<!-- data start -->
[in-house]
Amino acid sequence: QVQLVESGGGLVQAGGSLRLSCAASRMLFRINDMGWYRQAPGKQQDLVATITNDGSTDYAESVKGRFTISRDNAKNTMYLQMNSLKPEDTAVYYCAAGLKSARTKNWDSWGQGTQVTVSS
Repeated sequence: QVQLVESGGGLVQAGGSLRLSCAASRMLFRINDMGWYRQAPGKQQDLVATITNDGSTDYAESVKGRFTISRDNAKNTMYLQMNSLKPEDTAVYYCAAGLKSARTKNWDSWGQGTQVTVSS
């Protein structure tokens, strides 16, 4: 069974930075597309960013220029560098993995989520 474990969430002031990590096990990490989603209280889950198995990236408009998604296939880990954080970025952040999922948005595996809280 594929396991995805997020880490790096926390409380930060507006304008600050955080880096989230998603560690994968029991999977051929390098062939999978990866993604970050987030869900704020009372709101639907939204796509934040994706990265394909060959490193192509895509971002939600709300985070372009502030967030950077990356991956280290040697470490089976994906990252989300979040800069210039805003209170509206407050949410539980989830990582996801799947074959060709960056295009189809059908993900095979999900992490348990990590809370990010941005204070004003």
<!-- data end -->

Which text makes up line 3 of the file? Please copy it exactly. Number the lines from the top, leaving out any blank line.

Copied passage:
Repeated sequence: QVQLVESGGGLVQAGGSLRLSCAASRMLFRINDMGWYRQAPGKQQDLVATITNDGSTDYAESVKGRFTISRDNAKNTMYLQMNSLKPEDTAVYYCAAGLKSARTKNWDSWGQGTQVTVSS